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Comparing denitrification rates and carbon sources

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Aquacultural Engineering 38 (2008) 79–92
www.elsevier.com/locate/aqua-online

Comparing denitrification rates and carbon sources in commercial
scale upflow denitrification biological filters in aquaculture
H.J. Hamlin a,*, J.T. Michaels a, C.M. Beaulaton a, W.F. Graham a, W. Dutt a,
P. Steinbach b, T.M. Losordo c, K.K. Schrader d, K.L. Main a
a

Mote Marine Laboratory, Center for Aquaculture Research and Development, 1600 Ken Thompson Pkwy, Sarasota, FL 34236, USA
b
Neugasse 23d, D67169 Kallstadt, Germany
c
North Carolina State University, Department of Biological & Agricultural Engineering, Raleigh, NC 27695-7625, USA
d
U.S. Department of Agriculture, Agricultural Research Service, Natural Products Utilization Research Unit,
National Center for Natural Products Research, Post Office Box 8048, University, MS 38677, USA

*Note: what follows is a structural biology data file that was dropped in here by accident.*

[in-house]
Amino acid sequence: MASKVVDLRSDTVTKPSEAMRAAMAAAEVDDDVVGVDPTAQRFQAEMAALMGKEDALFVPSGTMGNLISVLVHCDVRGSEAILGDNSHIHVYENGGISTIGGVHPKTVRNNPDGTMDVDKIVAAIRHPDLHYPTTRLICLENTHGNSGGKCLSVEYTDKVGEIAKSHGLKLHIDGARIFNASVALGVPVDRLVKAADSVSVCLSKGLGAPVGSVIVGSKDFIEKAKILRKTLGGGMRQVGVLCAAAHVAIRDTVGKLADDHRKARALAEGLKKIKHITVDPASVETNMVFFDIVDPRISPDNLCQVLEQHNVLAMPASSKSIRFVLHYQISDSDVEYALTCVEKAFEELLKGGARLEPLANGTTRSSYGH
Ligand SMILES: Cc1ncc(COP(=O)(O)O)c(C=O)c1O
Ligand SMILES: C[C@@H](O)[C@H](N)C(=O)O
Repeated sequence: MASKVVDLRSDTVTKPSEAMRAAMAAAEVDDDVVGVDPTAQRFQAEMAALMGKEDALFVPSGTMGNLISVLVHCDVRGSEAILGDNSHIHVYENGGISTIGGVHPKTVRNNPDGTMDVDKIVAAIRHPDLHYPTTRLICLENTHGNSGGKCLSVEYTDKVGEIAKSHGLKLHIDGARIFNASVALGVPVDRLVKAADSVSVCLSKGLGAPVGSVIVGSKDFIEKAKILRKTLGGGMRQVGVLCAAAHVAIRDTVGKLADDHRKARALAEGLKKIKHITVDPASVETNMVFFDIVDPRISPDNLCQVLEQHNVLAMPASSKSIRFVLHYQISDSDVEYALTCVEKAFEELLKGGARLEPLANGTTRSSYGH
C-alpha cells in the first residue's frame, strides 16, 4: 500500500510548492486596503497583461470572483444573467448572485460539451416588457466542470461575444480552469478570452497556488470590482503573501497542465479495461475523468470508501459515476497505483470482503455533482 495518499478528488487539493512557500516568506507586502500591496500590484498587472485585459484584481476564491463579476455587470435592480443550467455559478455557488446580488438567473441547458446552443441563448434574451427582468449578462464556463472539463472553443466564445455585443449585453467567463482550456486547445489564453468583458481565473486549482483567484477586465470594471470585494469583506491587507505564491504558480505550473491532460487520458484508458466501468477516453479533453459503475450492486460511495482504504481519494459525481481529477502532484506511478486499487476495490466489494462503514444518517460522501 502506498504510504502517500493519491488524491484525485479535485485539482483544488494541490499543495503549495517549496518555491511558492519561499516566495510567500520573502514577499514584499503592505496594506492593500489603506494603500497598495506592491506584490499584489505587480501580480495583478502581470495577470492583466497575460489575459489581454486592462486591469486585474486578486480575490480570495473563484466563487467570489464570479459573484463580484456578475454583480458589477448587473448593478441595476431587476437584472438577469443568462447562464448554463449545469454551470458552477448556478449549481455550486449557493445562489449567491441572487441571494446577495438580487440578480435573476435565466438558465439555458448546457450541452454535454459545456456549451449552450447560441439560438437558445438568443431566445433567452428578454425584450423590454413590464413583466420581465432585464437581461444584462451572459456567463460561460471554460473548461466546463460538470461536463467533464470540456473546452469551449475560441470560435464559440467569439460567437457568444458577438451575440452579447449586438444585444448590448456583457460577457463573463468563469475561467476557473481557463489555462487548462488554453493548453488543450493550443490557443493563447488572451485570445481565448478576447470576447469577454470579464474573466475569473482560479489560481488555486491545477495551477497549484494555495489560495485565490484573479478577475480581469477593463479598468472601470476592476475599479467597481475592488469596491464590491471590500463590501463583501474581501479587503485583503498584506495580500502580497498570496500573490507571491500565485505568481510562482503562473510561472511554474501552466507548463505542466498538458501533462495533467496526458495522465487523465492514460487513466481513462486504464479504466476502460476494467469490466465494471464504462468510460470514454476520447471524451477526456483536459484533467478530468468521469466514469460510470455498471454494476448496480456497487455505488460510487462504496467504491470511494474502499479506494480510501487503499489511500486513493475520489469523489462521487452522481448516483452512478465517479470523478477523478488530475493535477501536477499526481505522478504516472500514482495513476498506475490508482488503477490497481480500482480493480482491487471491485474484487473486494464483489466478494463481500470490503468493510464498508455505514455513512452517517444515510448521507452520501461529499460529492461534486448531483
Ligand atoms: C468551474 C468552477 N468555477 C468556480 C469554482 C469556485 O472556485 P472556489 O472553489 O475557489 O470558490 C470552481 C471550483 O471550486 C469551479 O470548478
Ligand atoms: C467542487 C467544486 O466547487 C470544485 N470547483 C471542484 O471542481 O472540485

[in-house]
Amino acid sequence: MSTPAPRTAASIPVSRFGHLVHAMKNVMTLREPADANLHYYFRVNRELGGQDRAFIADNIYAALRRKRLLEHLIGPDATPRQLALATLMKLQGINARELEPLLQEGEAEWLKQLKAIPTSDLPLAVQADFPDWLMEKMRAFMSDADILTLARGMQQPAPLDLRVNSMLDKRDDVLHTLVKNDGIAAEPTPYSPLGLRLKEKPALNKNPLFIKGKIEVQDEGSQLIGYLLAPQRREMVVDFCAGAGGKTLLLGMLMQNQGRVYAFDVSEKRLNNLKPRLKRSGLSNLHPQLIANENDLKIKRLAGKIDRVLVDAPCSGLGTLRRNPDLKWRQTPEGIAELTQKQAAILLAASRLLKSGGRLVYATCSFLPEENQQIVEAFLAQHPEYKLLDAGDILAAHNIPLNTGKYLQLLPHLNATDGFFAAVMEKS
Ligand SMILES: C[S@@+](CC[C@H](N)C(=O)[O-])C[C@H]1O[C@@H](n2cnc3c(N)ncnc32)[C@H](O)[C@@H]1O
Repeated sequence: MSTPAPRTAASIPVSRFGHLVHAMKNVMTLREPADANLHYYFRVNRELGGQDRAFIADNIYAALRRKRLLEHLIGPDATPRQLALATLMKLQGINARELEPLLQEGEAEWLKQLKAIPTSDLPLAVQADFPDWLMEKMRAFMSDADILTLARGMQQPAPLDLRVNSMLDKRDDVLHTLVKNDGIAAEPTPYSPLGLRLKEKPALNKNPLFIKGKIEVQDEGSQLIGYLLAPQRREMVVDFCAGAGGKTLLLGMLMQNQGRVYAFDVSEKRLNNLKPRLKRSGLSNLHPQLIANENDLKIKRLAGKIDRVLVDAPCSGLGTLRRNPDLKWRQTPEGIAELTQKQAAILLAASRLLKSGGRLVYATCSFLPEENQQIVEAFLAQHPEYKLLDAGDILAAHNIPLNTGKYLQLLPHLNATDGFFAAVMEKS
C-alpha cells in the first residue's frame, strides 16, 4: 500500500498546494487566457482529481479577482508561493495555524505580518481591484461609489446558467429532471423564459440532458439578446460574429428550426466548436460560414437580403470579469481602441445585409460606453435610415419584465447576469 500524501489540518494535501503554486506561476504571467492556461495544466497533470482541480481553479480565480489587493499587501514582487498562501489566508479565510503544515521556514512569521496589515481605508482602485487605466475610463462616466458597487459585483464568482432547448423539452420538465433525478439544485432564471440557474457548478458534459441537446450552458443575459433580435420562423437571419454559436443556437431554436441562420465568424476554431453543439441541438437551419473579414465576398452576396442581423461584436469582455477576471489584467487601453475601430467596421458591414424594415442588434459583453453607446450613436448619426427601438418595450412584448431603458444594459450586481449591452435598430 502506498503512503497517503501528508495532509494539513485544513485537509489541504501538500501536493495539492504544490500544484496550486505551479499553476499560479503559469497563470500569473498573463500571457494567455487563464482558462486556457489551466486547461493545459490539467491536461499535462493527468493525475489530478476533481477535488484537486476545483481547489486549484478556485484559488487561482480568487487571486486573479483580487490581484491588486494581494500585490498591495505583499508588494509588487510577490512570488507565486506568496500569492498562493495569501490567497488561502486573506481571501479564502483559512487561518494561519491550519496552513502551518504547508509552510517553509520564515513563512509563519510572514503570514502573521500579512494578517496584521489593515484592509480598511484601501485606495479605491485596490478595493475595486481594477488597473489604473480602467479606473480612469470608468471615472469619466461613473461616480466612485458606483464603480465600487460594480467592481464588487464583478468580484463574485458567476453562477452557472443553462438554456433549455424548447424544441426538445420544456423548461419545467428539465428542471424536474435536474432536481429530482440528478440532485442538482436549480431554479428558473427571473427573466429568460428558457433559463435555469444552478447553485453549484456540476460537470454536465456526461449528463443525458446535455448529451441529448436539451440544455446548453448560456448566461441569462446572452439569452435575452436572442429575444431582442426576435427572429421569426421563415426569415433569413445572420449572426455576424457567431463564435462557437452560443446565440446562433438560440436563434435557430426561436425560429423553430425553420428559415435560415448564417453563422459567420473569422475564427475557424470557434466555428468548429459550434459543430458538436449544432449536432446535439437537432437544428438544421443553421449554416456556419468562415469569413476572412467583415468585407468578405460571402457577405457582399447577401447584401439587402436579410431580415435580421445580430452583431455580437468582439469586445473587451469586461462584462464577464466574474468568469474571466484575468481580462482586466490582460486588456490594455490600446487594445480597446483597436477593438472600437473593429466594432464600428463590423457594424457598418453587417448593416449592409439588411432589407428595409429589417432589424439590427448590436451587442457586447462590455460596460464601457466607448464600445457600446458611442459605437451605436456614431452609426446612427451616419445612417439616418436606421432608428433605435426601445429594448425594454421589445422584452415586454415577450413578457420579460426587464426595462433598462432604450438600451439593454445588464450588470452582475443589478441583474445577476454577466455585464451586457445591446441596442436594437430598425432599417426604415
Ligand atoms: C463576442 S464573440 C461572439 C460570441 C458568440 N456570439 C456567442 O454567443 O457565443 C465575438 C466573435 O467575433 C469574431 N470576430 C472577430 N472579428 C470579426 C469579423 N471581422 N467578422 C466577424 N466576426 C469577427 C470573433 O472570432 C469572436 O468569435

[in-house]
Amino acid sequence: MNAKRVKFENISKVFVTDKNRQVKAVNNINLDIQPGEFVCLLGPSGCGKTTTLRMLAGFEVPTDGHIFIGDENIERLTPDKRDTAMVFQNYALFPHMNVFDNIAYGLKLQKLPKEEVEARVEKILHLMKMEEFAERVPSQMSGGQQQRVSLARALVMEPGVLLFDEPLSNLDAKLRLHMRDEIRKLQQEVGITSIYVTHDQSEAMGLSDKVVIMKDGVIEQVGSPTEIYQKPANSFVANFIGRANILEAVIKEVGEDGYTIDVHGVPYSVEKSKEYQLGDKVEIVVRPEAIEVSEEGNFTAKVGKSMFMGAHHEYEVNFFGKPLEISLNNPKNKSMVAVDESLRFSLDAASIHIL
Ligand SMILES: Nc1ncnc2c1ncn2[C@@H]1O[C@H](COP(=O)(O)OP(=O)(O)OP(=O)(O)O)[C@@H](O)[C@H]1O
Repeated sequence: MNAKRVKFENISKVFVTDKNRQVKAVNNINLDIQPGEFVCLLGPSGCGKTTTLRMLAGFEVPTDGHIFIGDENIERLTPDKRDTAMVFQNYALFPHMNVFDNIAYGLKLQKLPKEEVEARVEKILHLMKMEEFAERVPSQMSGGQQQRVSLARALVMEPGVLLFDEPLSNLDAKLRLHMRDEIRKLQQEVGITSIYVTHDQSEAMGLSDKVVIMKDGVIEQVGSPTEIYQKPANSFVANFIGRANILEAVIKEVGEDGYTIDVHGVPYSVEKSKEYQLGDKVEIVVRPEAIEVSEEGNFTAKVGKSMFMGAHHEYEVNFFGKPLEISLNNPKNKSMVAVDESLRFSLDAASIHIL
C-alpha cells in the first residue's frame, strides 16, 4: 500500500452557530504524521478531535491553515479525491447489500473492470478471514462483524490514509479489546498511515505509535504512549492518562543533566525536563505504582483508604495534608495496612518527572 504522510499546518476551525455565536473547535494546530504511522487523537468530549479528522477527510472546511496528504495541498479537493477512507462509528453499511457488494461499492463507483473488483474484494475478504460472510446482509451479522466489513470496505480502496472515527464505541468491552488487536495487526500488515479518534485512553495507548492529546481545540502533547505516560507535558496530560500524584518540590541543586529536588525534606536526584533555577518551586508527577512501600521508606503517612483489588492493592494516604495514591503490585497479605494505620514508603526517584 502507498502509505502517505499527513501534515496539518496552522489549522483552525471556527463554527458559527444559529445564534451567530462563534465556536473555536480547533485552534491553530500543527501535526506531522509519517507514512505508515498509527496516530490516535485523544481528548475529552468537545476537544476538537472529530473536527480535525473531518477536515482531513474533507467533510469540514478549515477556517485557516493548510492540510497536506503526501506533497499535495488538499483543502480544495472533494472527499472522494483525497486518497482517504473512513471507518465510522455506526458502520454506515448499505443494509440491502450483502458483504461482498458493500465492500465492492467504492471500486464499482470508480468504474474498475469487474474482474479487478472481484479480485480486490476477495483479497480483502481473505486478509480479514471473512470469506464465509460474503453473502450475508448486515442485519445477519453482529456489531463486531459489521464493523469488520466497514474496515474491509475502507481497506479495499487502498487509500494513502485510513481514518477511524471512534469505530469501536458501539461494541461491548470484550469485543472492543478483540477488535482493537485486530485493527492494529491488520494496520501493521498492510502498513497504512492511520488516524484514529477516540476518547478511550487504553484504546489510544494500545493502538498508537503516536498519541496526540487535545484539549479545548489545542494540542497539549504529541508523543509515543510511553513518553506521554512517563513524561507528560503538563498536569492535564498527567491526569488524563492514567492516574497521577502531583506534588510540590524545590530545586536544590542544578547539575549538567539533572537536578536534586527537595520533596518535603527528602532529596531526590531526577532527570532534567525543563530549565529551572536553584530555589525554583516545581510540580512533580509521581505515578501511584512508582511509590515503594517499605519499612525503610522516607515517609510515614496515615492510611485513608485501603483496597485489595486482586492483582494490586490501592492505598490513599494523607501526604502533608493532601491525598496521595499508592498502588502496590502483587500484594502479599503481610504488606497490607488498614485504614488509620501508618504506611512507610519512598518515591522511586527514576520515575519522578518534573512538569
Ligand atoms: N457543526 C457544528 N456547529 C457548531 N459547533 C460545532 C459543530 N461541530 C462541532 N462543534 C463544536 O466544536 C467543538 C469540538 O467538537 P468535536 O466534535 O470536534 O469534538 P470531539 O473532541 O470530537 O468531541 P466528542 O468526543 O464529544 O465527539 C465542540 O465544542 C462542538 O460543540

Received 4 June 2007; accepted 15 November 2007


Abstract
Aerobic biological filtration systems employing nitrifying bacteria to remediate excess ammonia and nitrite concentrations are
common components of recirculating aquaculture systems (RAS). However, significant water exchange may still be necessary to
reduce nitrate concentrations to acceptable levels unless denitrification systems are included in the RAS design. This study
evaluated the design of a full scale denitrification reactor in a commercial culture RAS application. Four carbon sources were
evaluated including methanol, acetic acid, molasses and CereloseTM, a hydrolyzed starch, to determine their applicability under
commercial culture conditions and to determine if any of these carbon sources encouraged the production of two common ‘‘offflavor’’ compounds, 2-methyisoborneol (MIB) or geosmin. The denitrification design consisted of a 1.89 m3 covered conical bottom
polyethylene tank containing 1.0 m3 media through which water up-flowed at a rate of 10 lpm. A commercial aquaculture system
housing 6 metric tonnes of Siberian sturgeon was used to generate nitrate through nitrification in a moving bed biological filter. All
four carbon sources were able to effectively reduce nitrate to near zero concentrations from influent concentrations ranging from 11